By end, I mean that we had my good friends the Linehans next door, who not only brought their pup Seguin, but they also brought moves and fun to Smooth Ledge and more supplies.

Ryan throwing down



The supplies that the Linehans brought allowed us to have a Chewonki paddlers get together at Cedar Stump. Umbagog and the Linehans joined us for steak tips, mashed potatos, and the sharing of war stories and conspiracy theories for the evening.


After some excitement, worry, and hard work on our last day at Cedar Stump. ELC picked us up for the ride back across the lake, and for a stay that night in their yurts.

Souther holding court

Sunset over the Northern White Mountains

Staying in ELC's yurts allowed us to strike out for the Ottawa earlier in the morning. A long drive later we found ourselves at River Run campground, and the next morning we got our first taste of the Ottawa as we worked our way through McCoy's.

Scouting Phil's Hole

Phil's Hole proved to offer up drama every day we ran it. We also had a few unfortunate raft encounters that left our guys with a greater appreciation of size and mass.

Steven Wright

We also got our first pro sighting out of the way before we even paddled McCoy's.

Baby Face Lineup

It took a while to figure out the best lineup at Babyface, but soon our guys got a hand on it. They also made friends with another group touring about from Maryland.

Don't come near me, again!

Babyface kept us entertained for a while despite the traffic.


Figuring it out

Riding Babyface

Eventually we sucumbed to the reality that there was a lot more river downstream to paddle, which we might want to do before running out of energy.

Eaten by Garb

We may have run out of energy at Garb before playing at Push Button and a sink spot and finding out we still had Coliseum and other rapids left to run. That evening we visited Timmy Horton's for dinner before we self resupplied at a local market. Reversing the order would have been rather problematic.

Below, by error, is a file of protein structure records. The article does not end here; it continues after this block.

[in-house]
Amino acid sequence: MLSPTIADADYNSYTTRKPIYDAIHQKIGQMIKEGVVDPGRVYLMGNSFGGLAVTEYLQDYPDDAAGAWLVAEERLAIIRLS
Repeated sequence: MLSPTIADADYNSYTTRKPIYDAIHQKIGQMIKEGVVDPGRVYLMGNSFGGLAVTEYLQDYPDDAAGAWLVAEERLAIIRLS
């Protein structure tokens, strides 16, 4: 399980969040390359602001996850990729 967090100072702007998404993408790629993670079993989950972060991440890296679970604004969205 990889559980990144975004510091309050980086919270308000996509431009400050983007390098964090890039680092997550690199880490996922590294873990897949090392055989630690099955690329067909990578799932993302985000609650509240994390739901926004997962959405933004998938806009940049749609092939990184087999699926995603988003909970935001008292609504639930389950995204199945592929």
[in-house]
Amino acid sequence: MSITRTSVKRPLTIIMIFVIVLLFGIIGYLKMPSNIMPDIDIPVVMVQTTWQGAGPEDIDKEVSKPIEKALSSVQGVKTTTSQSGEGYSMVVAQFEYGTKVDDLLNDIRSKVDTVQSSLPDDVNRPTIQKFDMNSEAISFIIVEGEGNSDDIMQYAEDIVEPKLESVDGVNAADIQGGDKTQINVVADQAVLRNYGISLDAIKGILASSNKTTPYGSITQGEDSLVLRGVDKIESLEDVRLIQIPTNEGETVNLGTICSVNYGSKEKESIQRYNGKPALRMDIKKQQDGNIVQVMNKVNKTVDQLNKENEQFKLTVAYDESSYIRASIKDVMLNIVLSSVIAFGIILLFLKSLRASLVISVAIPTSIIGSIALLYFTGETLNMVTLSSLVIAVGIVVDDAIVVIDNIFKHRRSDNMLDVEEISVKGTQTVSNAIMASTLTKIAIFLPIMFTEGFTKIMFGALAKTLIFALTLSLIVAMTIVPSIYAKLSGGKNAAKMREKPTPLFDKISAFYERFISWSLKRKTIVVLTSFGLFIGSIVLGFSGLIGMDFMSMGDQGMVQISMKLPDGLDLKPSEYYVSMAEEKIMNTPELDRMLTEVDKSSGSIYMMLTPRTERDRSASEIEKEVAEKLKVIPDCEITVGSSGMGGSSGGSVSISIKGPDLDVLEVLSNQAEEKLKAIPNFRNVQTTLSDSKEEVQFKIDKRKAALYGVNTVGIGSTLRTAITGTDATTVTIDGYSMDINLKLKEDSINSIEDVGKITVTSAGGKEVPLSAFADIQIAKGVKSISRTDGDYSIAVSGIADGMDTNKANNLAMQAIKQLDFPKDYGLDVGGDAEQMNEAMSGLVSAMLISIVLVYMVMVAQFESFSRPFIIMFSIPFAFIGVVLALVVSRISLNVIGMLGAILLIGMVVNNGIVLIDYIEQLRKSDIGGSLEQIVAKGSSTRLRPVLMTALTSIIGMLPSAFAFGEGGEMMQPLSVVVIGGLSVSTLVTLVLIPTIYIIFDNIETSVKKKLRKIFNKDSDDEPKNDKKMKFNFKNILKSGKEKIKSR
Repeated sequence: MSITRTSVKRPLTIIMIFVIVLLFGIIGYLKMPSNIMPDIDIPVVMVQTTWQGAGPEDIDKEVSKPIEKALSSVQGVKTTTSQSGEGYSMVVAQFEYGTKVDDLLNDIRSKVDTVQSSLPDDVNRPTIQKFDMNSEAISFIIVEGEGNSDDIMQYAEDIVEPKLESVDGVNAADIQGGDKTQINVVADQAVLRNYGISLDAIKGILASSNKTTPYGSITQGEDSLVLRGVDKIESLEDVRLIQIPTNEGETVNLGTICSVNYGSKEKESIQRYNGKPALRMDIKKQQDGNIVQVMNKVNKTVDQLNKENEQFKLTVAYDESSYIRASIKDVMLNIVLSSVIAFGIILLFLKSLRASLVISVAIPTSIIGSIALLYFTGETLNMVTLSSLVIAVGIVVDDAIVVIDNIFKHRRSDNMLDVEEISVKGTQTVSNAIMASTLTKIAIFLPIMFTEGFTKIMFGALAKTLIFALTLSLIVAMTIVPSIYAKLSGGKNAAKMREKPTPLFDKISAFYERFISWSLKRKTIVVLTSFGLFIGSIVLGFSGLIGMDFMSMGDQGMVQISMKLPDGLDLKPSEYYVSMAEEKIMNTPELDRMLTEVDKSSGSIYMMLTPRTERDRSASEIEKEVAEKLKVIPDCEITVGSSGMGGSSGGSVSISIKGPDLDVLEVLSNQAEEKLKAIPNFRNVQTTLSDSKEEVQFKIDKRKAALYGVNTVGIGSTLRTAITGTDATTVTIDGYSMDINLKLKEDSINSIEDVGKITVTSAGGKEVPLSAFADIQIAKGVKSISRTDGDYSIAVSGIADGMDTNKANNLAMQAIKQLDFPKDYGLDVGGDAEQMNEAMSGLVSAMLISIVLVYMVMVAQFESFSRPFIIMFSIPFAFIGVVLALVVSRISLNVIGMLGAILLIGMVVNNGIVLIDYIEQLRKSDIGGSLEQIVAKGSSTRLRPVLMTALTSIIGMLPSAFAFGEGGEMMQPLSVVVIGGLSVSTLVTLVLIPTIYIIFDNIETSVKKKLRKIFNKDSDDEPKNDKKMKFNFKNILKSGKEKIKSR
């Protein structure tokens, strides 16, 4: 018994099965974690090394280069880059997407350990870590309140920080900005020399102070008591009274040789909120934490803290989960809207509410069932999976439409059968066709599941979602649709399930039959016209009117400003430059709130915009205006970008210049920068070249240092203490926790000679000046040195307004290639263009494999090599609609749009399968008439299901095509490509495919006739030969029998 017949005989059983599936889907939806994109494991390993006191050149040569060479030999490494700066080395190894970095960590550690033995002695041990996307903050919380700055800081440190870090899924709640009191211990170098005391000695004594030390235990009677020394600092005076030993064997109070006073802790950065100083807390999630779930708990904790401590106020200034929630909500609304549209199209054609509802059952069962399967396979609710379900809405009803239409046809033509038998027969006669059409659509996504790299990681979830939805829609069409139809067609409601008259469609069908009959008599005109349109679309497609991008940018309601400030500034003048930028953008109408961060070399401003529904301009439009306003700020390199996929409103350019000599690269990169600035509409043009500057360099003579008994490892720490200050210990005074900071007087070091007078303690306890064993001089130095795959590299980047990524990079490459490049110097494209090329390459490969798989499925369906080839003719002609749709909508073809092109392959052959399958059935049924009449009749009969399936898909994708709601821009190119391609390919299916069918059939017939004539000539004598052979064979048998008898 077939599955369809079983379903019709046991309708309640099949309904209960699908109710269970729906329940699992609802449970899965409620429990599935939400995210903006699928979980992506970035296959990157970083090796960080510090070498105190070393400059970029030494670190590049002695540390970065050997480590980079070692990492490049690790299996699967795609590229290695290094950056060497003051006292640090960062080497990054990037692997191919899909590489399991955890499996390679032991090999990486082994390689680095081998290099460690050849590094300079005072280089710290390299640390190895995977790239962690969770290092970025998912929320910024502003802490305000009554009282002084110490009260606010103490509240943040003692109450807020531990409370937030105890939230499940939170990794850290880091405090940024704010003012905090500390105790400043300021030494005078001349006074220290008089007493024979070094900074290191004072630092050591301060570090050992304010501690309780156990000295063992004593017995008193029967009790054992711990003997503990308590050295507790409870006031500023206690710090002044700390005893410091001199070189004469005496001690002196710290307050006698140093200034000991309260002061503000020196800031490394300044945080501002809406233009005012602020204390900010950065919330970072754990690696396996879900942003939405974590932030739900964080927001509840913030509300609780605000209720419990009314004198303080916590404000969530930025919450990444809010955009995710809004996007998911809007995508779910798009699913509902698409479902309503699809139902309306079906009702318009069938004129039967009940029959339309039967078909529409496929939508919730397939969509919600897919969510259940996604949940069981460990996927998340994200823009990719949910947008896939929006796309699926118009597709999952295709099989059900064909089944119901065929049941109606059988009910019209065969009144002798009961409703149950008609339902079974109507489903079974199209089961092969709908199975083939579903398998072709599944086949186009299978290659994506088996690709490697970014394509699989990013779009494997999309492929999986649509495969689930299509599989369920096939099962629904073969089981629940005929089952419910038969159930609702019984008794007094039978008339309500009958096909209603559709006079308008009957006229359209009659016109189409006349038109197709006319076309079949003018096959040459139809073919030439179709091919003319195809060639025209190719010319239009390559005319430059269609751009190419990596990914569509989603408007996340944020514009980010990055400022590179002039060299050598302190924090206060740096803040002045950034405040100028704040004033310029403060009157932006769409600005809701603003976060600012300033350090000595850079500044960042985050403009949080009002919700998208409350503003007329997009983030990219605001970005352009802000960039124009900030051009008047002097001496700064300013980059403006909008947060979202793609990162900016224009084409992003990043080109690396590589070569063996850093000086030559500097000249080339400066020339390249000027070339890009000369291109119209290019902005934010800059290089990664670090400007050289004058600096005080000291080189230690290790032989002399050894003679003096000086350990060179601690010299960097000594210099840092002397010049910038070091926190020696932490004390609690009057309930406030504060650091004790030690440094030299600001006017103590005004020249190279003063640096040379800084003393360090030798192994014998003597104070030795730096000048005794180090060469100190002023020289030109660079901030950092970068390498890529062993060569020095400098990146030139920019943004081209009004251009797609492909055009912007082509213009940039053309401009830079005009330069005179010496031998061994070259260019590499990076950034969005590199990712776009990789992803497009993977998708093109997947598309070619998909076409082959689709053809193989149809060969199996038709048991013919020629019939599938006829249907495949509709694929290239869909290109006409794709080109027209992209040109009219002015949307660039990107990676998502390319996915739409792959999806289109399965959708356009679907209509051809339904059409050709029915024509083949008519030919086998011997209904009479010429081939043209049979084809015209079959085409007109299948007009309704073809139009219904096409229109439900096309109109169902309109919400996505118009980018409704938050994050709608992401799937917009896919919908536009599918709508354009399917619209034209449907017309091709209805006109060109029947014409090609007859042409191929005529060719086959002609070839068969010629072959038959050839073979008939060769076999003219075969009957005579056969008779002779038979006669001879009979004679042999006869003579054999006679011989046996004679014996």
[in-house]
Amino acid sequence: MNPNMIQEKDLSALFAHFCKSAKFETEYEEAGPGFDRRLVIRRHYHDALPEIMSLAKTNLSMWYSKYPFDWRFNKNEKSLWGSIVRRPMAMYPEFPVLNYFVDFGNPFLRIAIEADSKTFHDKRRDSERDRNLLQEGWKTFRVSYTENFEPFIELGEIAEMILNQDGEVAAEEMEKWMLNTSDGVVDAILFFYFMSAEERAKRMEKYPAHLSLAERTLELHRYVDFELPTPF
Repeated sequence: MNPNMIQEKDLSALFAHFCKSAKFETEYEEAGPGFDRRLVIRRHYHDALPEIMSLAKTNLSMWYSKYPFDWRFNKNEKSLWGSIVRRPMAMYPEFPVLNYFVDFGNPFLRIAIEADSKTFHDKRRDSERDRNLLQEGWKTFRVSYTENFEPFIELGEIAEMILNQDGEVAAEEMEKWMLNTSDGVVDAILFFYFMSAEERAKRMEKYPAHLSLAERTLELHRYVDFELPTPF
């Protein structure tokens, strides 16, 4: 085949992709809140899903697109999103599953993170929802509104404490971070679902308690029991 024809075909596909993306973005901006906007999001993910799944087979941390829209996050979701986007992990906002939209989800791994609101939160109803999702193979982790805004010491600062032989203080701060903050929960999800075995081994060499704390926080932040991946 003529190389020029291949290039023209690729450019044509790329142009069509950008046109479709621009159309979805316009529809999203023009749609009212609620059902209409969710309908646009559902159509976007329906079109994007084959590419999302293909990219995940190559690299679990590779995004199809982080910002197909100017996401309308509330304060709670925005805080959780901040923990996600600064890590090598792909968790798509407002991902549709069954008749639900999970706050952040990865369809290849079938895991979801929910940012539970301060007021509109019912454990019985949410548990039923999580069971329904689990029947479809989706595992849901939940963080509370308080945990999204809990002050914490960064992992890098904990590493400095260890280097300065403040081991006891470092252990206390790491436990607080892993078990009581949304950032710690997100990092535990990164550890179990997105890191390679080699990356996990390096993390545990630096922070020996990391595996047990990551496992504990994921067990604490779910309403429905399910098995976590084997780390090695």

We spent a few more days on the Ottawa, especially at Babyface before we wandered again.

Our next stop was Quebec at ze Gatineau, where there were both dreams and fears about the features that they would encounter downstream.

The owner of the Bonnet Rogue campground, and both the put in and take out for the river ran shuttle for us. Being our first gray rainy morning in a while we took a while to leave our new furry friends behind at the put in.

New friends

Upon scouting our first rapid, Lucifer, we came to face our fears. Thankfully we were able to avoid a hole that we are going to call LA reasonably easily.

Scouting LA

Further downstream we came to a rapid that sometimes hosts a world famous wave. This day it only gave the chance for our guys to be famous in the eyes of another group running the river in canoes.

Portage or overlook?

Even we can translate that.


After another evening at Bonnet Rouge campground we started the drive back to Chewonki.

And we drove.

And drove some more.

Eventually we made it around dark and even managed to put up tents before it really started pouring.

We were able to clean quickly the next morning before everyone else needed to visit Packout, so we were able to get one last run in at Sheepscot.


It was an incredibly low tidal difference, but as it was our last taste of whitewater we stayed long enough for things to get weird.

Strange things afoot

Thanks to Chewonki for letting me lead NER and Ian for being a great co-leader.

Ian on Babyface